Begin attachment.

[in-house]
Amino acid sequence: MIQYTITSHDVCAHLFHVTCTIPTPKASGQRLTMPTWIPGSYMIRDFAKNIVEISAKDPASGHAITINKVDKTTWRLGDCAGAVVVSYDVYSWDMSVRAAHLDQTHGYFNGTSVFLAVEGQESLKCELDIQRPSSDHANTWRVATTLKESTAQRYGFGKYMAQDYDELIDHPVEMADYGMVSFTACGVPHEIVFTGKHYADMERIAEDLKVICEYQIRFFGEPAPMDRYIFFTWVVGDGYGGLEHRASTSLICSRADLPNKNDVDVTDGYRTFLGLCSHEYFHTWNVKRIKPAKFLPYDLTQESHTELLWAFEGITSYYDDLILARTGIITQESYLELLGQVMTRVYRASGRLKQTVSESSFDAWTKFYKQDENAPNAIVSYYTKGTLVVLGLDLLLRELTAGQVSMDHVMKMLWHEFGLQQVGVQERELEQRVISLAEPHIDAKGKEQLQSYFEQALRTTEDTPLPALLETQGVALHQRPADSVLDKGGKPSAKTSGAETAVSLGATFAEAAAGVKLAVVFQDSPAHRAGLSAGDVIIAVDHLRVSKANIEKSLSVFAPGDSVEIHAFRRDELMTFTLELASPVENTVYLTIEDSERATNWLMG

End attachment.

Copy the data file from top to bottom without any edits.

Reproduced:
[in-house]
Amino acid sequence: MIQYTITSHDVCAHLFHVTCTIPTPKASGQRLTMPTWIPGSYMIRDFAKNIVEISAKDPASGHAITINKVDKTTWRLGDCAGAVVVSYDVYSWDMSVRAAHLDQTHGYFNGTSVFLAVEGQESLKCELDIQRPSSDHANTWRVATTLKESTAQRYGFGKYMAQDYDELIDHPVEMADYGMVSFTACGVPHEIVFTGKHYADMERIAEDLKVICEYQIRFFGEPAPMDRYIFFTWVVGDGYGGLEHRASTSLICSRADLPNKNDVDVTDGYRTFLGLCSHEYFHTWNVKRIKPAKFLPYDLTQESHTELLWAFEGITSYYDDLILARTGIITQESYLELLGQVMTRVYRASGRLKQTVSESSFDAWTKFYKQDENAPNAIVSYYTKGTLVVLGLDLLLRELTAGQVSMDHVMKMLWHEFGLQQVGVQERELEQRVISLAEPHIDAKGKEQLQSYFEQALRTTEDTPLPALLETQGVALHQRPADSVLDKGGKPSAKTSGAETAVSLGATFAEAAAGVKLAVVFQDSPAHRAGLSAGDVIIAVDHLRVSKANIEKSLSVFAPGDSVEIHAFRRDELMTFTLELASPVENTVYLTIEDSERATNWLMG